On March 27, 2020, in response to the COVID-19 global pandemic, Congress passed the Coronavirus, Aid, Relief, and Economic Security (CARES) Act (also known as HR 748). This is historic and sweeping legislation created to help keep workers paid and employed, allow businesses to remain operational, make necessary health care system enhancements and stabilize the economy.
The Act contains a few key provisions designed to assist retirement plan participants who are struggling financially during these unprecedented times. Here is a quick summary of these key provisions:
The CARES Act waives the Code Section 72(t) additional 10% penalty tax on early (pre-age 59 ½) withdrawals up to $100,000 from a retirement plan or IRA for an individual who:
- Is diagnosed with COVID-19
- Whose spouse or dependent is diagnosed with COVID-19
- Who experiences adverse financial consequences as a result of being quarantined, furloughed, laid off, having work hours reduced, being unable to work due to lack of child care due to COVID-19, closing or reducing hours of a business owned or operated by the individual due to COVID-19, other factors as determined by the Treasury Secretary.
A coronavirus-related distribution under the Act can be included proportionally in the qualified individual’s taxable income over a three-year period, unless the individual elects to have it taxed in the year of distribution. In addition, the distribution will not be treated as eligible rollover distributions, so the mandatory 20% withholding does not apply.
The Act also allows a qualified individual who takes a coronavirus-related distribution to repay that amount tax-free back into the plan within three years of taking the distribution. Such repayment would be treated as a rollover contribution and not subject to annual maximum contribution limits.
For individuals who qualify for a coronavirus-related distribution, the CARES Act also doubles the current retirement plan loan limit to the lesser of $100,000 or 100% of the participant’s vested account balance in the plan. This increased loan amount is available for loans made during the 180-day period beginning on the date of enactment. In addition, the Act extends the due date of any qualified individual’s loan repayment that would otherwise be due during 2020 (but on or after the date of enactment) to one year after the otherwise applicable due date.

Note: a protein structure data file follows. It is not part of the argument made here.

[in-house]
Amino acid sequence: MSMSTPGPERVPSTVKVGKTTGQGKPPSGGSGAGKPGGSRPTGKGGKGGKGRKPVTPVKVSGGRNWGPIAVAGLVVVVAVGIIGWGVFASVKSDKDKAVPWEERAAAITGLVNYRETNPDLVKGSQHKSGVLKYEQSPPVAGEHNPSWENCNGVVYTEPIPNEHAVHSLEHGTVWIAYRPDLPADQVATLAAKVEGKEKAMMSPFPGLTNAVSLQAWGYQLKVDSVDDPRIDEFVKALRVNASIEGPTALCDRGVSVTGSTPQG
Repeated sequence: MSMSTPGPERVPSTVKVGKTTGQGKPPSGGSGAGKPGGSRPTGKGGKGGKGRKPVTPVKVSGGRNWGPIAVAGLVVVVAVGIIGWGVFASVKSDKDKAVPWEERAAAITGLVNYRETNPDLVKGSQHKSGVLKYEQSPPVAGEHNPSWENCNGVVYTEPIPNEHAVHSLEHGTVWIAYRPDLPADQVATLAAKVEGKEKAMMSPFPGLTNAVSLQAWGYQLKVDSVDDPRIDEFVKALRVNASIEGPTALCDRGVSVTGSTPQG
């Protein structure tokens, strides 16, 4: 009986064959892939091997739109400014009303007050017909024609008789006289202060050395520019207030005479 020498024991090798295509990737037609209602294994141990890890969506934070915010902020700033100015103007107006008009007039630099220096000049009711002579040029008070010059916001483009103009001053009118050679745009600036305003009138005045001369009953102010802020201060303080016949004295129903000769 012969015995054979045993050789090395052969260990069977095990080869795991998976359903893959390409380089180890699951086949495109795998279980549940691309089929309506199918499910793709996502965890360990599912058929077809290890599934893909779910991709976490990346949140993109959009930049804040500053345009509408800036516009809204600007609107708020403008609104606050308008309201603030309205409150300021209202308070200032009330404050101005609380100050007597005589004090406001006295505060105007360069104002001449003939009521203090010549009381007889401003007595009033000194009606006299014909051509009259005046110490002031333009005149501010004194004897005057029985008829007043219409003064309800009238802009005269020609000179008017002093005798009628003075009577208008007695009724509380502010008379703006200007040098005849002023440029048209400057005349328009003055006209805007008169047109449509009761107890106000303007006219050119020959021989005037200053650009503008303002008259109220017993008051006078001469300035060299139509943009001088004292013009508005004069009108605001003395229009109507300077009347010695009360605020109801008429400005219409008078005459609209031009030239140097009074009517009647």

Retirement plans may choose (but are not required) to adopt these rules immediately, even if the plan does not currently allow for hardship distributions or loans. The plan amendment deadline for adopting these new rules would be no earlier than the last day of the first plan year beginning on or after Jan.1, 2022 (Jan. 1, 2024 for governmental plans), or later as prescribed by the Treasury Secretary.
While there are other details of the CARES Act related to retirement plans, I wanted to let you know as soon as possible about these particular provisions, in the event that you would like to consider making amendments to your plan and communicating them to your employees to help alleviate any financial hardships they are likely experiencing right now. I will be facilitating a conference call with you as soon as possible to talk in more detail about these provisions and determine our next steps during this unprecedented and very stressful time. I may include key members of our retirement plan team on the call as applicable, including the plan recordkeeper and/or TPA.
Required Minimum Distributions
While not a plan sponsor matter, I wanted you to be aware that the CARES Act also allows individuals who are ordinarily subject to take a Required Distribution during this calendar year to defer any distributions without penalty.
I hope that you, your family and your employees are healthy and are doing as well as can be expected. As a team, we will get through this together. I will be in touch with you soon regarding our conference call. In the meantime, don’t hesitate to reach out to me with any concerns or worries you may be having right now.
NOTE: This material was originally approved in March 2020 and changes have taken effect since then. Be sure to contact your financial professional for more complete and current information regarding this subject matter.
The information provided is based on our general understanding of the subject matter discussed and is for informational purposes only. Equitable Advisors, LLC, its affiliates and financial professionals do not provide tax or legal advice. Please consult your tax and/or legal advisors regarding your particular circumstances.